Unfortunately, you can’t keep customers forever. This harsh reality often appears when a longtime customer leaves you behind in favor of the competition. Reaching out to lost customers should be part of your business strategy.
Put Emotion Aside
When a customer leaves you, it can be an awkward situation. Especially if you thought you had a good relationship and were caught by surprise.
You’ll need to shelve your emotions and disappointment and focus on how lost customers will perceive a communication from you.
Reach out and tell them you are sad to hear of their departure. This is likely true either from a personal relationship standpoint or a financial loss impact on your business.
Your sincerity should be curbed, however, if you are angry. It is better to wait to communicate with any lost customers until you can focus on the positive.
A great way to open your email, phone call, or letter is to apologize that you didn’t meet the customer’s needs. Something obviously didn’t go right or the customer would still be yours.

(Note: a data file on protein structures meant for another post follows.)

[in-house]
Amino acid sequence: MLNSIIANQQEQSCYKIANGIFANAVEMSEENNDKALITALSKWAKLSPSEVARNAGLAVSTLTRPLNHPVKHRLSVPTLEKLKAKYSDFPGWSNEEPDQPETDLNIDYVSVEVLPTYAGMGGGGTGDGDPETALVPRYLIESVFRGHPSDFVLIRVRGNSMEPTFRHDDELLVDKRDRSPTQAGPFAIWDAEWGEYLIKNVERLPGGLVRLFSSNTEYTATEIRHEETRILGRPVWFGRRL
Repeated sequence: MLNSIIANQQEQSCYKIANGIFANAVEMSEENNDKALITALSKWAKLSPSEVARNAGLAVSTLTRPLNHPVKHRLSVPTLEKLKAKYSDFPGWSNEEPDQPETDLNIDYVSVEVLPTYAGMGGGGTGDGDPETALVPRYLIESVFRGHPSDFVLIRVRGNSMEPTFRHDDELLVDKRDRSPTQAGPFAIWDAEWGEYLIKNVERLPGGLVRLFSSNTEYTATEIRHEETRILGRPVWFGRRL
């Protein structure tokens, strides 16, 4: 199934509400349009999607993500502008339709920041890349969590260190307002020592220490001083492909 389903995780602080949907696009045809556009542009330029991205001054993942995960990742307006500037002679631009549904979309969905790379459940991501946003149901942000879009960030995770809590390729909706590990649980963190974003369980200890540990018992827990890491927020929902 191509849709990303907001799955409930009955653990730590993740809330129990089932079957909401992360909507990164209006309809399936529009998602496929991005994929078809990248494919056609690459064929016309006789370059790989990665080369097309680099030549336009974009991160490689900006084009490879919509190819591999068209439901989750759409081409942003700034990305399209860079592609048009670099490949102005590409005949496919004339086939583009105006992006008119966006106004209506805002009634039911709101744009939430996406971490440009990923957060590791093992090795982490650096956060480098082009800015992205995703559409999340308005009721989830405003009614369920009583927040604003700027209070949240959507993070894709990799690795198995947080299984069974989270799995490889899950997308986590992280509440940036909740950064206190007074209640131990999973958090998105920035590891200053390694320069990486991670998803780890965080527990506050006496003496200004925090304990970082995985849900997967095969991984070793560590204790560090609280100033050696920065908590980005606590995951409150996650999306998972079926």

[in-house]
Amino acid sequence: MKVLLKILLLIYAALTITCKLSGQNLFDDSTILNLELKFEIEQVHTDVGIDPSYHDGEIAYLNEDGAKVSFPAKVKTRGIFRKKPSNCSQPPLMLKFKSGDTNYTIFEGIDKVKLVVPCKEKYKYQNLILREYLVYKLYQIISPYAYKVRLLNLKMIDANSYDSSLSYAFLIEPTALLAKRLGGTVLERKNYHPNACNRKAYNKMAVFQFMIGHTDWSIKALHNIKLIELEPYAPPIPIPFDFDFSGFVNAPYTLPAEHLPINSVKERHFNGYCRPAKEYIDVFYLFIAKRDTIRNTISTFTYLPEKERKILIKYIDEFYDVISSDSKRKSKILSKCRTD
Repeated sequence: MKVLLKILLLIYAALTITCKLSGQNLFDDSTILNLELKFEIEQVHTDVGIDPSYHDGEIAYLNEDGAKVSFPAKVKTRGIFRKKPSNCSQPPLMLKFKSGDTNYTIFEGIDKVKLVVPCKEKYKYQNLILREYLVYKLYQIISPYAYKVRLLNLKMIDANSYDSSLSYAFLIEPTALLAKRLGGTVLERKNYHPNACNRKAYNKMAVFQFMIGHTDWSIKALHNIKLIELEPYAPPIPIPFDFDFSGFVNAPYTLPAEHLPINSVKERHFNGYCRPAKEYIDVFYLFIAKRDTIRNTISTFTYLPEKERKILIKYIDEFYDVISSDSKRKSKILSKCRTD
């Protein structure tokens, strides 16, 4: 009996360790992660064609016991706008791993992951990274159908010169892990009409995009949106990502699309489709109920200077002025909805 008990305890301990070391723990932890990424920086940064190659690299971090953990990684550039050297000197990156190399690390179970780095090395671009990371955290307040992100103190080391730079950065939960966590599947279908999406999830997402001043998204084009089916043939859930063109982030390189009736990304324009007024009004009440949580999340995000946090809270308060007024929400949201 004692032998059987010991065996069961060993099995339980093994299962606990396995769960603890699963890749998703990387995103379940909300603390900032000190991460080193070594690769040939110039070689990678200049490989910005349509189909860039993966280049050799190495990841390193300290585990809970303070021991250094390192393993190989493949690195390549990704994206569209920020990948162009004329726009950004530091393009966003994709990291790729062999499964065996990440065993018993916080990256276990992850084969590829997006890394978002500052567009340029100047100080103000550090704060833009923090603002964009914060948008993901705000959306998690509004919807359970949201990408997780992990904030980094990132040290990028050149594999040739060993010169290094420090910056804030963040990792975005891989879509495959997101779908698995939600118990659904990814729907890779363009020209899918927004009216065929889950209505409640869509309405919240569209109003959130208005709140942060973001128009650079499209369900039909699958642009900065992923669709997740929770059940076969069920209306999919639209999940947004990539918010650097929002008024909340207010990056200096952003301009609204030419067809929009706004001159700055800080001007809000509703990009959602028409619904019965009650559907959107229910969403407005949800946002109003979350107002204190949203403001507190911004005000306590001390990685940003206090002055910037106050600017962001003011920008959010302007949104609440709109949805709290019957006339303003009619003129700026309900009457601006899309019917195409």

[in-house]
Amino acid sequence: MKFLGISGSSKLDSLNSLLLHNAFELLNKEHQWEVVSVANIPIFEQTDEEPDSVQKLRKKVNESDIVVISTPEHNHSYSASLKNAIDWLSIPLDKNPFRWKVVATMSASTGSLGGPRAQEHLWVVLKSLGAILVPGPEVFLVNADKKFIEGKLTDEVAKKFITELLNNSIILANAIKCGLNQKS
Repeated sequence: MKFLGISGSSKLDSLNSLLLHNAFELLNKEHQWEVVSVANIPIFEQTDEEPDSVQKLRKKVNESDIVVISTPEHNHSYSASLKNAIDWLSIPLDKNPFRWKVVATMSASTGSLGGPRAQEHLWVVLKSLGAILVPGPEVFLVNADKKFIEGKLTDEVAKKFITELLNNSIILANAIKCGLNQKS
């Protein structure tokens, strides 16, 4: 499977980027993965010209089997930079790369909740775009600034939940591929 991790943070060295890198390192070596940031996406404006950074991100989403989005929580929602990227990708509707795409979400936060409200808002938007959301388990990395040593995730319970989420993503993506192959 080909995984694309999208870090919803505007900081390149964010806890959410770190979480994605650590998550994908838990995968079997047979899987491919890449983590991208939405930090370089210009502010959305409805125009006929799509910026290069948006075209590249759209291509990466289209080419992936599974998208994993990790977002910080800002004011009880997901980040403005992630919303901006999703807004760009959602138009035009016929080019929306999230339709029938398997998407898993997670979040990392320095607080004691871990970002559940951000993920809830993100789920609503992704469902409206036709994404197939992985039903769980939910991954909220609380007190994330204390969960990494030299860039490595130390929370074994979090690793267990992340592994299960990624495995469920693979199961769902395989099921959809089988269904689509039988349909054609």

Assume the fault is yours and apologize up front for not meeting their needs. This prevents you from taking an aggressive attack position and helps the customer not be too defensive.
What Could You Have Done Better?
Ask what you could have done better to keep them as a customer.
Asking for feedback from lost customers can be a treasure trove of customer research and insights. Listen to the customers’ thoughts without being judgmental. Make note of what their pain points were.
You can now work to improve your product or service to fix these problems for the rest of your customers. Additionally, since your lost customer has stated these concerns, it opens the door for you to reach out to them and invite them back when you’ve fixed what didn’t work for them.
If your tone is sincere and focused on helping your lost customers, the door should be left open for business in the future.